My new friend is a ball of energy and very inspiring to be with. Impressive in that this is not an easy ministry setting. The church is in a walled compound that deters robbery and also offers protection for children and families when they attend community programs.

After hearing Jim Cymbala speak, Samuel told me that he came to the place where he said, “Lord, do your work.”

“A turning point in my life was prayer. I was a preacher, teacher – but I didn’t believe in prayer.”

View of Lince from our hotel room.

Since then his ministry has been renewed and the church has tripled in size. His counsel to those of us in ministry, “The first thing you must learn to do is pray.”

Realizing that Samuel cannot ‘do it all’ for his church or his community, he decided to start an independent seminary at his church. He is building into twenty-five future pastors who are attending two-hour classes every day.

The premise of the strategy is captured in the word ABLE. It stands for Administration, Bible and Theology, Leadership and Evangelism and mission today. Samuel wants workers and has a vision for planting churches in the poorer barrios.


“My mind is filled with evangelism and mission,” he said. “In the north pastors are mostly scholars. The Kingdom does not need more scholars – we need workers.”

Samuel invites in the form of a challenge to leaders in the north, “The fishing is very good in South America. You need to experience it.”

Samuel has an infectious presence, and I look forward to staying in touch with this local hero and his family.

What I take away from my time with Samuel is the supernatural way that two people can meet for the first time and yet be brothers for life. His focus on prayer is convicting. I want to introduce him to others and would love to see some teacher friends offer to come teach at this seminary for a week. Hmmmm.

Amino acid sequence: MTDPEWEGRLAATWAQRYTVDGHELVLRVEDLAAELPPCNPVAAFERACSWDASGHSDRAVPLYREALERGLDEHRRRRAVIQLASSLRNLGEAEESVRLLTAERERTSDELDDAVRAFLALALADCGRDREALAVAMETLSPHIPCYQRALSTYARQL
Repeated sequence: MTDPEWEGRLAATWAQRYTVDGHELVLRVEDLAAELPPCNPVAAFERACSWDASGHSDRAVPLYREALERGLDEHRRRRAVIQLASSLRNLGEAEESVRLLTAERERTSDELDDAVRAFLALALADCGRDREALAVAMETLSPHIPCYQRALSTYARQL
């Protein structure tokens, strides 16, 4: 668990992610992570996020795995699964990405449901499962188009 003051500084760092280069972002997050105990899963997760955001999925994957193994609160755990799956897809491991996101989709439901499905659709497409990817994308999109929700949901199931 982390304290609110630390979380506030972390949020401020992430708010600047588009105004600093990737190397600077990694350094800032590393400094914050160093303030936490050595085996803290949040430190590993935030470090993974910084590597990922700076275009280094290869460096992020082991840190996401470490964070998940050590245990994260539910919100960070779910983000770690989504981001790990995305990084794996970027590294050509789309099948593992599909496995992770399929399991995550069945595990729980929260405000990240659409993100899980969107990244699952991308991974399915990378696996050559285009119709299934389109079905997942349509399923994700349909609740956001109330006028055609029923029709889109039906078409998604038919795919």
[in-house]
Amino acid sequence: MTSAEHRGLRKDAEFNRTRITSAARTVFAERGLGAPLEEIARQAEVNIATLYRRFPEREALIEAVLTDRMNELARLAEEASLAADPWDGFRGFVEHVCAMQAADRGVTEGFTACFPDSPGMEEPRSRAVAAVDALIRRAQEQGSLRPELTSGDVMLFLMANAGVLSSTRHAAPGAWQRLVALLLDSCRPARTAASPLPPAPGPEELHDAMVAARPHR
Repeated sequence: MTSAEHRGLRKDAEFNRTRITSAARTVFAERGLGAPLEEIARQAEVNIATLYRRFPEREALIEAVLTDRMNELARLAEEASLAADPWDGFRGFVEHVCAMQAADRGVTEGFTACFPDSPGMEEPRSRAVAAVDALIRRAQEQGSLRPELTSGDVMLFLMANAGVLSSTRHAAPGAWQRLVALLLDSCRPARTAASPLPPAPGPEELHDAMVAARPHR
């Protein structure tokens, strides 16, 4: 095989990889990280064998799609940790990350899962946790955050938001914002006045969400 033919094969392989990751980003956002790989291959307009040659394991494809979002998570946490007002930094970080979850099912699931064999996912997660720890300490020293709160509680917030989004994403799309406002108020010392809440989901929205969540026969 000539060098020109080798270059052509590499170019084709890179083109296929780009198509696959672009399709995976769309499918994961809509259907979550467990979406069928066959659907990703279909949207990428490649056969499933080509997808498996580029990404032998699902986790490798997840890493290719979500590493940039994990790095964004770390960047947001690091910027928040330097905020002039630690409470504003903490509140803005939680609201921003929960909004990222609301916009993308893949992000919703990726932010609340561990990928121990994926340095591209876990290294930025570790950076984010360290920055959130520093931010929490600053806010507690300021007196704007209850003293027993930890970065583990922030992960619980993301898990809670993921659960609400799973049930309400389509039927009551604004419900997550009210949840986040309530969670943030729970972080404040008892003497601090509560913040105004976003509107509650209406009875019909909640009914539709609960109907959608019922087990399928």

Buenos Aires: A city of many cities

Buenos Aires: Now here is a complex city. It is an ocean port and the name until the 17th century was “Port of Saint Mary of the Fair Winds.” The sailor in me likes the connotation but as I hope to share in a few blogs – there are other, not so fair winds that blow here.

Soon after arriving I realize I have been pronouncing the name of this city of 13 million incorrectly – for years. My best shot at it now is “bwā-nəs-ˈa-rēz” and my tongue stumbles over the “r” while trying to emphasize the hard “e” in Aires.

We have had a wonderful host the entire week here in Catalina (Catherine) Ogden. Catherine is a Regent College alumni who we were connected with through Jim Houston – and what a delight that has been. She has served as our remis (taxi), translator, and cultural guide. When not guiding Canadian pilgrims around her city she works for the United Nations in the heart of downtown BA.

Buenos Aires is really is a city of many cities. The first Buenos Aires is a typically poor Latin American city of shabby streets fronted by strident advertisements offering cheap phone calls, ‘branded’ clothes and electronic goods. But look above and behind, and a second city appears.

Here, the electronic billboards do not quite conceal ornate European buildings constructed in the late 19th and early 20th centuries, with their graceful Doric columns, art deco door frames and angels with vacant eyes. You know that these streets have seen much over the years and just a brief read on Argentine history and one starts to get the picture here.